Supporters of the FAME charter school say it provides a sound education and cultural support for its students, many of whom are of Middle Eastern and North African descent.
They point to the school's Arabic-language immersion program, its small class sizes and family atmosphere, a steady improvement on standardized test scores, and an independent study program that eschews a one-size-fits-all education model.
But FAME -- one of the largest charter schools in the county, with campuses in Fremont and San Leandro and independent students throughout Alameda, Contra Costa and San Francisco counties -- also has been a lightning rod for criticism since it was established in 2005.
Now, after years of controversy, its future is in doubt.
The Alameda County Board of Education, which has oversight of FAME'S operations, accuses the charter school of violating the state Education Code, using teachers without valid credentials, failing to comply with the charter's instructional program elements and failing to maintain a governing board of at least five members. The school board also said it is concerned about the school's financial and operational viability.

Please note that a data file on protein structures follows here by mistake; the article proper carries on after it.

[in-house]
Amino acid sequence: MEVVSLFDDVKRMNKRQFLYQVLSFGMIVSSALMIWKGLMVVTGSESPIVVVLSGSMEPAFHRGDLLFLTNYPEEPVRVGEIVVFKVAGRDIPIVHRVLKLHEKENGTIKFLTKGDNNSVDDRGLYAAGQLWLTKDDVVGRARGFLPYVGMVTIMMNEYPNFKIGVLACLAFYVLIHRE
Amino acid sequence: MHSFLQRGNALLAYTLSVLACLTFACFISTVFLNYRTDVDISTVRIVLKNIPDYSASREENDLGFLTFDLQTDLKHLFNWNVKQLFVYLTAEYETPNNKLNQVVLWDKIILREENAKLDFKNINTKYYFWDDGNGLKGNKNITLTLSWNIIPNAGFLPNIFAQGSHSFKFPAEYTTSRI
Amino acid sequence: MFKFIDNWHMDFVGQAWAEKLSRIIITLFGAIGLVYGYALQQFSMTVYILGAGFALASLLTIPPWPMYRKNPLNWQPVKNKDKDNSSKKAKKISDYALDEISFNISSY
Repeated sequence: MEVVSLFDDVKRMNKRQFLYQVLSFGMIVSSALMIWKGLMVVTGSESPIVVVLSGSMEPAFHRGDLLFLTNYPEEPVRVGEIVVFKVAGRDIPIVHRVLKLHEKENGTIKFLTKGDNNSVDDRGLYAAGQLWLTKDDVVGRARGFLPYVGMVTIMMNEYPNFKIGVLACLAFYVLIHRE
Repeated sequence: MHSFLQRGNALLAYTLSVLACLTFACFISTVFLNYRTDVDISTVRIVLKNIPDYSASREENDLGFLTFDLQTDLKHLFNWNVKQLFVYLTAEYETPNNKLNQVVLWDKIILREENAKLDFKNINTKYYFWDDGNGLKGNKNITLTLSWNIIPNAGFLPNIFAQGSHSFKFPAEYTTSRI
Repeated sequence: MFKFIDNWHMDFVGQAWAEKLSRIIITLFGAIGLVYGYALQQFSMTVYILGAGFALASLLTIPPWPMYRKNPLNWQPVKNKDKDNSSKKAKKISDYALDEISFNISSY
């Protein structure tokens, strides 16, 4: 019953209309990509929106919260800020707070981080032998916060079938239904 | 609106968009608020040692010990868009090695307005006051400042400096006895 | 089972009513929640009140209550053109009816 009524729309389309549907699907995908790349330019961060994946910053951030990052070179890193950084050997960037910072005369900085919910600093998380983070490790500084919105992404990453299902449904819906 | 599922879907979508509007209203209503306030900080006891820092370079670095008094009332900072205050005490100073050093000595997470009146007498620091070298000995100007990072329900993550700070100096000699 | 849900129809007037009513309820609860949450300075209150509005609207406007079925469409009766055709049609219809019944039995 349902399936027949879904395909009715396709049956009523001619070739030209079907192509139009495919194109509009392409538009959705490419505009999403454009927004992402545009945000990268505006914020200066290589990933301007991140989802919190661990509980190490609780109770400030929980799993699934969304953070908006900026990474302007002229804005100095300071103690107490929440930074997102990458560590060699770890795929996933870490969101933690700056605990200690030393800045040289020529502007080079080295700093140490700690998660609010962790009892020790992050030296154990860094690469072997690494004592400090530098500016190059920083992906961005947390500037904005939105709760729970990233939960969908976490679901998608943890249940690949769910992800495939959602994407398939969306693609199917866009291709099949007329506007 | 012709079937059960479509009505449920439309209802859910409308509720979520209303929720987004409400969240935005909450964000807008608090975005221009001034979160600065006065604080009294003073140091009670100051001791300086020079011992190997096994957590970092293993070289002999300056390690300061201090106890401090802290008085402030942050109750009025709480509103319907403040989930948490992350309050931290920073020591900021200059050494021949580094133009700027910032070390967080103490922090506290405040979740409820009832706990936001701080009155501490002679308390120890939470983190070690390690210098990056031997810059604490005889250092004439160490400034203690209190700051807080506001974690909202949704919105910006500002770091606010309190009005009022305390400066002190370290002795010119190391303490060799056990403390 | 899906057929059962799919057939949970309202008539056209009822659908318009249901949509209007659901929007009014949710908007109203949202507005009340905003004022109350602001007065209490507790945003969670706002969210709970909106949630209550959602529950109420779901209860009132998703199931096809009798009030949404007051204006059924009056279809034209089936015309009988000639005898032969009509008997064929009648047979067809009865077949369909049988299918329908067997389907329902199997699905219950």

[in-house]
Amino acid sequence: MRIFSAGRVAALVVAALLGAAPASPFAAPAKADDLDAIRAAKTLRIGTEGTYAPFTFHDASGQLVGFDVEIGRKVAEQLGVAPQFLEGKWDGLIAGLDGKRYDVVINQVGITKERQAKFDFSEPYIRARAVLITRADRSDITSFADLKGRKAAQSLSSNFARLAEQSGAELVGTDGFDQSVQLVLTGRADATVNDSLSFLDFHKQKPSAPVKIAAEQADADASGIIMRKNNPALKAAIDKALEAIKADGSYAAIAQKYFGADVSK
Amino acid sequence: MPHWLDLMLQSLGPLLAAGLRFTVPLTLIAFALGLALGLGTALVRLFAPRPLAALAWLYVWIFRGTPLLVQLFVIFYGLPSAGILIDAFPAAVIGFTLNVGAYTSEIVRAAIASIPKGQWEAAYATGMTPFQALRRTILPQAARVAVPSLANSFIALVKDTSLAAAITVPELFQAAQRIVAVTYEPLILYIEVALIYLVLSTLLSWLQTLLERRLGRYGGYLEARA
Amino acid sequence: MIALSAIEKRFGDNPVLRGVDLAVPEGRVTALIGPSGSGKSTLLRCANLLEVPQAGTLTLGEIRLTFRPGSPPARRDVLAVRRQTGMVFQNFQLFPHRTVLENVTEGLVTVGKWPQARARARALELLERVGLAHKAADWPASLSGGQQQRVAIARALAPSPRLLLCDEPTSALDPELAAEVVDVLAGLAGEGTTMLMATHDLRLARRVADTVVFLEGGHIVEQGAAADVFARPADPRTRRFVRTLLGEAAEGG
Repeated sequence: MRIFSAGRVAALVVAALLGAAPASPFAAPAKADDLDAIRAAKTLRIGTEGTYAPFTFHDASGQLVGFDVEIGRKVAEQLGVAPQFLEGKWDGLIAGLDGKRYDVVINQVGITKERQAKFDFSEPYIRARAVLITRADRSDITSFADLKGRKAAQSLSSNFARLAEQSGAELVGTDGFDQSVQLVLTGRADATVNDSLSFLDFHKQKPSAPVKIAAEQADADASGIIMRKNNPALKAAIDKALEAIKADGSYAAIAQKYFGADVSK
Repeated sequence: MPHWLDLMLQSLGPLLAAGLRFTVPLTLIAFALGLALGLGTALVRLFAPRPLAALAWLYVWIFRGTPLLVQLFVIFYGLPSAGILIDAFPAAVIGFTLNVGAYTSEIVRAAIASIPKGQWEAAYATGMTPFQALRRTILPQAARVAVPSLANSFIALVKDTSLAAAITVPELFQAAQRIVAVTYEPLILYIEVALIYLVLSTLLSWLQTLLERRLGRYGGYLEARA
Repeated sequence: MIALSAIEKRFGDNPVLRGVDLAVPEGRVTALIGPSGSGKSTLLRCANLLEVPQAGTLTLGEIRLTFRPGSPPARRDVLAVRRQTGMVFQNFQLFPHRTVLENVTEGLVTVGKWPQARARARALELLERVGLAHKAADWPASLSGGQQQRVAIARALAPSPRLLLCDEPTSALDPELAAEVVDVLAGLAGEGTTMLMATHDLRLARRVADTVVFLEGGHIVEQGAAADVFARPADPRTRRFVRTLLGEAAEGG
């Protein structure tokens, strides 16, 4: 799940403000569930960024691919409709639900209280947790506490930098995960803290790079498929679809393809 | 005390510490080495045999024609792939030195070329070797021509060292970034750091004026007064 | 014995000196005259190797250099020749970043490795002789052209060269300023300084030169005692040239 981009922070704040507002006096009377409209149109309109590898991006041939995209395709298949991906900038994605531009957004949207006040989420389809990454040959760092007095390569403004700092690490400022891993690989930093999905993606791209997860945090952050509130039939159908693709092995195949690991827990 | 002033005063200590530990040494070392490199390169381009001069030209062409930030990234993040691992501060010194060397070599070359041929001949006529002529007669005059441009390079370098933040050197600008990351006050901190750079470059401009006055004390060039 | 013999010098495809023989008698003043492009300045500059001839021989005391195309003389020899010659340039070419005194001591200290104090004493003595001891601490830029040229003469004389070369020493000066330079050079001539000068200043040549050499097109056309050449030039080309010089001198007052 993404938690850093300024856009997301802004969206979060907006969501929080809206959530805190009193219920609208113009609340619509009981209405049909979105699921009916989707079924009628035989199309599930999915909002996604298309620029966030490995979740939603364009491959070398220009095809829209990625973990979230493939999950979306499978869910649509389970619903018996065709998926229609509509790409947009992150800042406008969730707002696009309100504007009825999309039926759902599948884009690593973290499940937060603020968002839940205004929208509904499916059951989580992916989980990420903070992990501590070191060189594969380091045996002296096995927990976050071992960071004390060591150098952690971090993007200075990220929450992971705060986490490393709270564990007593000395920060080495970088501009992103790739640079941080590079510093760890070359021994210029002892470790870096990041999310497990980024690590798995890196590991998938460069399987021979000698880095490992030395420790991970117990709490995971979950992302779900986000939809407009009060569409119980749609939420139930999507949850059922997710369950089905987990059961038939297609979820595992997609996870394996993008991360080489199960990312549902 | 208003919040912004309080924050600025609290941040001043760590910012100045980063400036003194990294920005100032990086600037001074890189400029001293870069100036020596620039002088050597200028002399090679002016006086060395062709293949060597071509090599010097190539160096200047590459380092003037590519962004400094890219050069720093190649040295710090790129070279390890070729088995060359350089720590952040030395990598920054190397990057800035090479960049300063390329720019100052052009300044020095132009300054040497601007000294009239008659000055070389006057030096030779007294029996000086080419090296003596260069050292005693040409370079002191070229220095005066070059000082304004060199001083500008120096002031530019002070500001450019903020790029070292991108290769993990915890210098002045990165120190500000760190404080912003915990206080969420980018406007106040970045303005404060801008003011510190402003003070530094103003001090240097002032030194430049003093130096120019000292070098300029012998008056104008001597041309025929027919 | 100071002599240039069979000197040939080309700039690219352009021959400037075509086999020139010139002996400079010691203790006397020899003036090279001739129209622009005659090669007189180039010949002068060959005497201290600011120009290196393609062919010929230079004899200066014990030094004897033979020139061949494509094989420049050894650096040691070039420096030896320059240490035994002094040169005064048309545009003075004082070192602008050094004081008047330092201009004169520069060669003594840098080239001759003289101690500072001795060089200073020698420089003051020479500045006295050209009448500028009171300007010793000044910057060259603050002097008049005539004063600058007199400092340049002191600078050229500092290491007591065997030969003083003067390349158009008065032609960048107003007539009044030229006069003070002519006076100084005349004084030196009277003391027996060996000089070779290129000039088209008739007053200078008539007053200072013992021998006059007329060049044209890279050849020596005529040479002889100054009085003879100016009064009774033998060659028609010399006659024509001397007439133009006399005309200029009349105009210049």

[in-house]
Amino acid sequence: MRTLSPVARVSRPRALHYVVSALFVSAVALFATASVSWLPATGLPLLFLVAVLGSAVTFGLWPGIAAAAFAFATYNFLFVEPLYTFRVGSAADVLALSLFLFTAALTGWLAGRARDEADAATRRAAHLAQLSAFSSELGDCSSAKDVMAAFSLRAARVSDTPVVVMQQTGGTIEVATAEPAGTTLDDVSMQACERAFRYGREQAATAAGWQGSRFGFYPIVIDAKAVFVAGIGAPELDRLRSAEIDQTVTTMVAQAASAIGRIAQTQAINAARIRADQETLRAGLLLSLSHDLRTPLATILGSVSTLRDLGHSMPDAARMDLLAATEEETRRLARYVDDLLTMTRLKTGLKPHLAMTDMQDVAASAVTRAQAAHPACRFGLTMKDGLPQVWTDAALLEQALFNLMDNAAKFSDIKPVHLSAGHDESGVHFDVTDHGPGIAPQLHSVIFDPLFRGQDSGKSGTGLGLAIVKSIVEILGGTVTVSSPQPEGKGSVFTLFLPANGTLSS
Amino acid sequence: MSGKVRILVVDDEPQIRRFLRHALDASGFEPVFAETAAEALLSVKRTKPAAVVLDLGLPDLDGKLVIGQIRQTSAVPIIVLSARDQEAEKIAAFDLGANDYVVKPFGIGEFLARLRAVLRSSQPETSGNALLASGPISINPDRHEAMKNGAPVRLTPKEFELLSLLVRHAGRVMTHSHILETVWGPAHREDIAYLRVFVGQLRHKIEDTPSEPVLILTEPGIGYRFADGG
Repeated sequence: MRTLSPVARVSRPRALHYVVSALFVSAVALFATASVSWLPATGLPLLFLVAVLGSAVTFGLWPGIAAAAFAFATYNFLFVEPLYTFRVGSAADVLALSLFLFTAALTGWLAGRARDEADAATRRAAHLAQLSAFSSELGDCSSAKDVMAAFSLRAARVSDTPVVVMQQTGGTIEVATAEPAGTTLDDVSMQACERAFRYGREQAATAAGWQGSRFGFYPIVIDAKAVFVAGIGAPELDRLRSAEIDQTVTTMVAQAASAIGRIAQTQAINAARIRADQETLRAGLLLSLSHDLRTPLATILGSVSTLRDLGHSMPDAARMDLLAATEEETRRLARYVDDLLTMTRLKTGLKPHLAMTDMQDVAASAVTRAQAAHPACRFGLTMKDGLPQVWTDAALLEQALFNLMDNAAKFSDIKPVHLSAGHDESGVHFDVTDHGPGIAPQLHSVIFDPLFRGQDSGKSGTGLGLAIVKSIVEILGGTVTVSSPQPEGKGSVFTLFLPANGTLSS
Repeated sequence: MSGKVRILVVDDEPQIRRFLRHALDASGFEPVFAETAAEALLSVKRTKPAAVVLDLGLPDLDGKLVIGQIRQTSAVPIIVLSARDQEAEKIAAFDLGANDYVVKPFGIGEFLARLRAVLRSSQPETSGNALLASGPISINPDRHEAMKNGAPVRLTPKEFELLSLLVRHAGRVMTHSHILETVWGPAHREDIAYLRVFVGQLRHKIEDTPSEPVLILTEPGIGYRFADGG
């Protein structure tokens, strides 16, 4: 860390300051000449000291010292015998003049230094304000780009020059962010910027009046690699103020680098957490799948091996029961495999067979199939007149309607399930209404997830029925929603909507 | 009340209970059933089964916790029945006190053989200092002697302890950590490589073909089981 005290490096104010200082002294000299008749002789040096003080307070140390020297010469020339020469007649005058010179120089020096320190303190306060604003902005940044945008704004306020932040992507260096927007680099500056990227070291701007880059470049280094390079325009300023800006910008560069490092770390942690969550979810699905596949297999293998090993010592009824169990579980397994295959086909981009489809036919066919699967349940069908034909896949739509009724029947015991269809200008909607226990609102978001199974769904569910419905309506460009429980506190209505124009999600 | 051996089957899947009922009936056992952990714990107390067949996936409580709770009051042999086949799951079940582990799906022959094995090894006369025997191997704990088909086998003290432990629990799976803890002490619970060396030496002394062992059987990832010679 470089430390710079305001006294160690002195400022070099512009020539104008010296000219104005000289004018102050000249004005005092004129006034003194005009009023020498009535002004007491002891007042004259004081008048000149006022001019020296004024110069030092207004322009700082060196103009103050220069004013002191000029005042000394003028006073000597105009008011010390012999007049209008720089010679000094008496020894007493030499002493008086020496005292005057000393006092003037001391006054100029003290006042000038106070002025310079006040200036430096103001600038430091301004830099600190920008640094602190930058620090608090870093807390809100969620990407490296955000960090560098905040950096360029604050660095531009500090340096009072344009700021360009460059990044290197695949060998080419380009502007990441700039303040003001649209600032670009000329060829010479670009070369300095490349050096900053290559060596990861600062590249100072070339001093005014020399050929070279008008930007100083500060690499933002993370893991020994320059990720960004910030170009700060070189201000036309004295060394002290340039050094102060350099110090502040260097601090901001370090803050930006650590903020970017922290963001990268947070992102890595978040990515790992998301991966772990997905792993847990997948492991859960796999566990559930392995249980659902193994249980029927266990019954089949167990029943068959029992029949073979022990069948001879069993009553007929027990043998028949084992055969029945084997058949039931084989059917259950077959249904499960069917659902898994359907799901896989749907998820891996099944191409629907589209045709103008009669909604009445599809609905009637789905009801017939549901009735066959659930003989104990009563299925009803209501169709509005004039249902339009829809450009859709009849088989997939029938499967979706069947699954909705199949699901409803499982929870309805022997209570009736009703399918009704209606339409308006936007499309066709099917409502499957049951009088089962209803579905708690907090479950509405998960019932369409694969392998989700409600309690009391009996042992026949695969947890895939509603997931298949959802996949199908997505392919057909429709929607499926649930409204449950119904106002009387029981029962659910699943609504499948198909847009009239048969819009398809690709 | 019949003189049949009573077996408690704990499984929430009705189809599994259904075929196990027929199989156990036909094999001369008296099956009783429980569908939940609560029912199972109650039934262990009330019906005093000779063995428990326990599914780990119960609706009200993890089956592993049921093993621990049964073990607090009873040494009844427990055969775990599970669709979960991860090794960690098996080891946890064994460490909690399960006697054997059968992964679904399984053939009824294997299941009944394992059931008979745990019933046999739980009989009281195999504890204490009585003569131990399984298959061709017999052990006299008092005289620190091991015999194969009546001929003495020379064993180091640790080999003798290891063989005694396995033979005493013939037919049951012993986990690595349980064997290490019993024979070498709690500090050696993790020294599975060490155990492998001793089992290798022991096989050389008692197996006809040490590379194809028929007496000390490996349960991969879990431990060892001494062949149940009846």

The board will consider revoking FAME's charter at the end of the month unless the school provides evidence to refute or remedy the violations. Board members last month voted 6-1 to issue notice of the violations to the school. Trustee Marlon McWilson voted no, saying staff hadn't provided the board with enough information to make a decision.
On May 29, the board will consider issuing notice to revoke the school's charter and may take final action in the following 30 days.
"Our purpose is to ensure that the school is living up to its charter, to its mission, and primary is the ability of teachers to teach and children to learn," county schools Superintendent Sheila Jordan told trustees at their April 17 meeting.
"That remains our concern, that after all of this time and all of this work, that the school is still not functioning in the way that it should."